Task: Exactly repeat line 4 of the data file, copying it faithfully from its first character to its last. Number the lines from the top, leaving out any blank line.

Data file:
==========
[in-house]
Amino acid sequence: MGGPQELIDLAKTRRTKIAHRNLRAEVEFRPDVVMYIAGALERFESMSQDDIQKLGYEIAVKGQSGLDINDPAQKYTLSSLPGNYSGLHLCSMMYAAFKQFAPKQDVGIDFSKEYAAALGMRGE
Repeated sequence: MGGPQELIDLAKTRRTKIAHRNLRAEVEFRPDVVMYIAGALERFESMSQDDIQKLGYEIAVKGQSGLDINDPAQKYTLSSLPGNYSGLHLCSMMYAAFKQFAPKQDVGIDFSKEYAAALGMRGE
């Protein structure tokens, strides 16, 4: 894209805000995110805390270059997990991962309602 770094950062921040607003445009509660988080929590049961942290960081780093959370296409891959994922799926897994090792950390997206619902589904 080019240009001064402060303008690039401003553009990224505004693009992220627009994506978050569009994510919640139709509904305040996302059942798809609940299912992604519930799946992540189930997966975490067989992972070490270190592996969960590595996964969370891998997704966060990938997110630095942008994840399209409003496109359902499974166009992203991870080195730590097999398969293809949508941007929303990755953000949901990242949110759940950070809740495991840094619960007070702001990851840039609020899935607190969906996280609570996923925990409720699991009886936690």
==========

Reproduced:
């Protein structure tokens, strides 16, 4: 894209805000995110805390270059997990991962309602 770094950062921040607003445009509660988080929590049961942290960081780093959370296409891959994922799926897994090792950390997206619902589904 080019240009001064402060303008690039401003553009990224505004693009992220627009994506978050569009994510919640139709509904305040996302059942798809609940299912992604519930799946992540189930997966975490067989992972070490270190592996969960590595996964969370891998997704966060990938997110630095942008994840399209409003496109359902499974166009992203991870080195730590097999398969293809949508941007929303990755953000949901990242949110759940950070809740495991840094619960007070702001990851840039609020899935607190969906996280609570996923925990409720699991009886936690």